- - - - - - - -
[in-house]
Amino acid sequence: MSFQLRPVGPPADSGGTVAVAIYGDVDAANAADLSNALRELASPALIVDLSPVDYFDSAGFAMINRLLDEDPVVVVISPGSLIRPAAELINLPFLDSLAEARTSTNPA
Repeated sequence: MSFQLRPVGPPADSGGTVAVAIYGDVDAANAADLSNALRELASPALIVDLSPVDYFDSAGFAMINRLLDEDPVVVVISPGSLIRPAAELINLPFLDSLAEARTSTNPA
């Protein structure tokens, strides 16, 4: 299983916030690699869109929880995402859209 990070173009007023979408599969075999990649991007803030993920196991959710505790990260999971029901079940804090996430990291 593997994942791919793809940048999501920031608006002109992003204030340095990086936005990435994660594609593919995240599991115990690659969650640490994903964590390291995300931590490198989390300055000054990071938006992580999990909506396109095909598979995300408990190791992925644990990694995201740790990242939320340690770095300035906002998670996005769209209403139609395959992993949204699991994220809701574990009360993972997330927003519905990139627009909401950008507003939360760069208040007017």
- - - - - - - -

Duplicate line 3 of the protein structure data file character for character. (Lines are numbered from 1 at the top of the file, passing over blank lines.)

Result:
Repeated sequence: MSFQLRPVGPPADSGGTVAVAIYGDVDAANAADLSNALRELASPALIVDLSPVDYFDSAGFAMINRLLDEDPVVVVISPGSLIRPAAELINLPFLDSLAEARTSTNPA